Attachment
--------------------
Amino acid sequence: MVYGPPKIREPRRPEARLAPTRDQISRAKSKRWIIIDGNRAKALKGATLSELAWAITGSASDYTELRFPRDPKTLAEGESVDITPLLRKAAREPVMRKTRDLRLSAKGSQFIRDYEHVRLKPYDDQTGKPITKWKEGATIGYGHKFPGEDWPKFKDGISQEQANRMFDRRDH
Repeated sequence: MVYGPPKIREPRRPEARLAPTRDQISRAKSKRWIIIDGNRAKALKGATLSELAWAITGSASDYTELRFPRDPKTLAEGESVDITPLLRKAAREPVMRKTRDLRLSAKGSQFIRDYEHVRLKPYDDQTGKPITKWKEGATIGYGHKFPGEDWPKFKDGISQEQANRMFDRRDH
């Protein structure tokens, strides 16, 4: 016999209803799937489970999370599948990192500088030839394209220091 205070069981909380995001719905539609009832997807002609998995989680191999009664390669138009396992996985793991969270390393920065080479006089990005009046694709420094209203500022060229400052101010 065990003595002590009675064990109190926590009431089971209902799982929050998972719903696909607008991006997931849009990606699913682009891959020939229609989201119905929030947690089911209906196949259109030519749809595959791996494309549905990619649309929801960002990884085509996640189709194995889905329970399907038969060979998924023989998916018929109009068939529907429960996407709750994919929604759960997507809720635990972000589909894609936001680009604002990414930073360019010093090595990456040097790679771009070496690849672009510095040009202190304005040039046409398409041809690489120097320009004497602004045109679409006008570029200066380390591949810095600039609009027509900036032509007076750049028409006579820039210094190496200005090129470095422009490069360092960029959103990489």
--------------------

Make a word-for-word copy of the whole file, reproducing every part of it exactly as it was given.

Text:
Amino acid sequence: MVYGPPKIREPRRPEARLAPTRDQISRAKSKRWIIIDGNRAKALKGATLSELAWAITGSASDYTELRFPRDPKTLAEGESVDITPLLRKAAREPVMRKTRDLRLSAKGSQFIRDYEHVRLKPYDDQTGKPITKWKEGATIGYGHKFPGEDWPKFKDGISQEQANRMFDRRDH
Repeated sequence: MVYGPPKIREPRRPEARLAPTRDQISRAKSKRWIIIDGNRAKALKGATLSELAWAITGSASDYTELRFPRDPKTLAEGESVDITPLLRKAAREPVMRKTRDLRLSAKGSQFIRDYEHVRLKPYDDQTGKPITKWKEGATIGYGHKFPGEDWPKFKDGISQEQANRMFDRRDH
């Protein structure tokens, strides 16, 4: 016999209803799937489970999370599948990192500088030839394209220091 205070069981909380995001719905539609009832997807002609998995989680191999009664390669138009396992996985793991969270390393920065080479006089990005009046694709420094209203500022060229400052101010 065990003595002590009675064990109190926590009431089971209902799982929050998972719903696909607008991006997931849009990606699913682009891959020939229609989201119905929030947690089911209906196949259109030519749809595959791996494309549905990619649309929801960002990884085509996640189709194995889905329970399907038969060979998924023989998916018929109009068939529907429960996407709750994919929604759960997507809720635990972000589909894609936001680009604002990414930073360019010093090595990456040097790679771009070496690849672009510095040009202190304005040039046409398409041809690489120097320009004497602004045109679409006008570029200066380390591949810095600039609009027509900036032509007076750049028409006579820039210094190496200005090129470095422009490069360092960029959103990489």